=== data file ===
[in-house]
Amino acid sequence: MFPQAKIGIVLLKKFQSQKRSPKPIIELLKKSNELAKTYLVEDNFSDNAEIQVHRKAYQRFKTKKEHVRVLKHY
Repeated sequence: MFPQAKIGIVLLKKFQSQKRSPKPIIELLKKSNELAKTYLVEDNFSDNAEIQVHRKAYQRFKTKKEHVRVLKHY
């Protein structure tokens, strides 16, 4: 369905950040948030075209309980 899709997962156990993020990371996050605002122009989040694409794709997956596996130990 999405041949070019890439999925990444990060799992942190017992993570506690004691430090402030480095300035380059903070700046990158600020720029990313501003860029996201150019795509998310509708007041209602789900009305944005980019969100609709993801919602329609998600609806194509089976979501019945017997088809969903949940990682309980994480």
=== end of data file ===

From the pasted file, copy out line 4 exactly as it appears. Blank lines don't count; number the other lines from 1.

């Protein structure tokens, strides 16, 4: 369905950040948030075209309980 899709997962156990993020990371996050605002122009989040694409794709997956596996130990 999405041949070019890439999925990444990060799992942190017992993570506690004691430090402030480095300035380059903070700046990158600020720029990313501003860029996201150019795509998310509708007041209602789900009305944005980019969100609709993801919602329609998600609806194509089976979501019945017997088809969903949940990682309980994480």